Objective: Children will learn about their nose and explore the sense of smell by describing and identifying different smells.‹ Return to Theme
Note: To prepare the containers, make several holes in the lid of each container with scissors. Put the pieces of banana peel, cinnamon sticks, mint leaves, etc. in individual containers and close the lids. For the liquid items (lemon juice, vinegar, and flavorings) soak two to three cotton balls with the liquid, place each flavor in individual containers, and close the lids.
The sense of smell is one of our five senses: sight, hearing, touch, taste, and smell. We do not actually smell with our noses; our noses act like a cave for collecting smells. We have a special nerve for smelling that is found in the nasal cavity, called the olfactory nerve. It contains tiny receptors that collect the smells of things. We each have about 10 million receptors in our nose. The receptors send messages to the brain about what we smell. The brain interprets the information and identifies the smell; therefore, we actually smell with our brains!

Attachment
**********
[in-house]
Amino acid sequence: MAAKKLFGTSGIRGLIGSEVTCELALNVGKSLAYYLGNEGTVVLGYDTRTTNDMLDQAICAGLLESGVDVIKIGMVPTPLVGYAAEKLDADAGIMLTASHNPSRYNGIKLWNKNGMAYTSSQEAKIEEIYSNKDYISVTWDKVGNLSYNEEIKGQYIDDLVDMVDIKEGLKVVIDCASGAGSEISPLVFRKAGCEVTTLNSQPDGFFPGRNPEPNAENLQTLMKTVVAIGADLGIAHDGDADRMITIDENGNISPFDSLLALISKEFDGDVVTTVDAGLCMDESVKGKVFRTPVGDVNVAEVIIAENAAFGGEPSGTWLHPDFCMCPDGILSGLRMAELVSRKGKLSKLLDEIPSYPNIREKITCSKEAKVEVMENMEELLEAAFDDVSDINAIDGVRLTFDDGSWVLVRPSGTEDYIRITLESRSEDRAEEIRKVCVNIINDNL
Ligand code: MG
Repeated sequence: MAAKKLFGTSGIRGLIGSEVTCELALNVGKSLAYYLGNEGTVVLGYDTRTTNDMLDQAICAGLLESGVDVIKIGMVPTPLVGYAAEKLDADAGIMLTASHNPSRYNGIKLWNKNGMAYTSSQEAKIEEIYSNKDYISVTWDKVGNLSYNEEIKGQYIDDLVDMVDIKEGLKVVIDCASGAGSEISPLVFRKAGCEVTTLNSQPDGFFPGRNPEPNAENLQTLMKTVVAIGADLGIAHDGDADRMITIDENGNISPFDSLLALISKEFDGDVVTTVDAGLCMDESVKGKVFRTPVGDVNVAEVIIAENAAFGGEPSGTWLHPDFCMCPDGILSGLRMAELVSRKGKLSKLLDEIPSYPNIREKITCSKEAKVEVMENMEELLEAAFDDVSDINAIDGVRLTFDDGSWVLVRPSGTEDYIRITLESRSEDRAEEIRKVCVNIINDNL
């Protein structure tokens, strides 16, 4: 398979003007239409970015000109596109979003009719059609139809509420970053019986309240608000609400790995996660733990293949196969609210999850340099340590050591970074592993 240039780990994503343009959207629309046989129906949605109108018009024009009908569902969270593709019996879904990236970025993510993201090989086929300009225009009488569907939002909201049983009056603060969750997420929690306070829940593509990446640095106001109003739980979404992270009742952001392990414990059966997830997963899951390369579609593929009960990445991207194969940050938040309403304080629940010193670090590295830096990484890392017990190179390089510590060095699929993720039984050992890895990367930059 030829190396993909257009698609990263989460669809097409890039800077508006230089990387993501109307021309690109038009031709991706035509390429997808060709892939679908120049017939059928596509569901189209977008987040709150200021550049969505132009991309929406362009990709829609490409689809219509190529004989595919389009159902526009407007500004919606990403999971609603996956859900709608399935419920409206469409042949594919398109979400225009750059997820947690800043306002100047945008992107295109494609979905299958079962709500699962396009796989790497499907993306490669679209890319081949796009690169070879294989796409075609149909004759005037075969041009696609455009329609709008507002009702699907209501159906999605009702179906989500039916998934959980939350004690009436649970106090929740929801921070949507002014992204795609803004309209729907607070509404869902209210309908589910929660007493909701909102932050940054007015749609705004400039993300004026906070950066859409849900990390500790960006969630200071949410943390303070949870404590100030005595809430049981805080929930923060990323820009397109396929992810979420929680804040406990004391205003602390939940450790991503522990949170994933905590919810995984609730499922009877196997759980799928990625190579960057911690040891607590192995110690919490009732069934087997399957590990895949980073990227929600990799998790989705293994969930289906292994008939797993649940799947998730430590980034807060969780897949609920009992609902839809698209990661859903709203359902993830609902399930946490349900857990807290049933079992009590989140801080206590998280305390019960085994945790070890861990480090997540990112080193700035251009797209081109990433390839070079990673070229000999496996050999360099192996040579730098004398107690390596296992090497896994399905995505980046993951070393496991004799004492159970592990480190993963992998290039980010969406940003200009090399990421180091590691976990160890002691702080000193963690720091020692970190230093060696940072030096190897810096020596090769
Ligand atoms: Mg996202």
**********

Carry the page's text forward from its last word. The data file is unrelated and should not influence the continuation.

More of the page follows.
Our noses are incredibly sensitive. In fact, of all our senses, smell is the most sensitive. There are an unlimited number of different smells in the world. Most of the time we are not even aware that we are smelling anything at all. We can recognize many smells, and each of us has our own favorite smell. One of the most recognized smells from childhood is the smell of crayons. Just like fingerprints, every person has a smell that is unique to that individual.
Some children may be uncomfortable not knowing what is in the containers and may choose not to touch or smell the containers.
These lessons are aligned with the Common Core State Standards ("CCSS"). The CCSS provide a consistent, clear understanding of the concepts and skills children are expected to learn and guide teachers to provide their students with opportunities to gain these important skills and foundational knowledge.
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There are currently no Common Core Standards for pre-k, but these lessons are aligned as closely as possible to capture the requirements and meet the goals of Common Core Standards. However, these lessons were neither reviewed or approved by the National Governors Association Center for Best Practices or the Council of Chief State School Officers, which together are the owners and developers of the Common Core State Standards.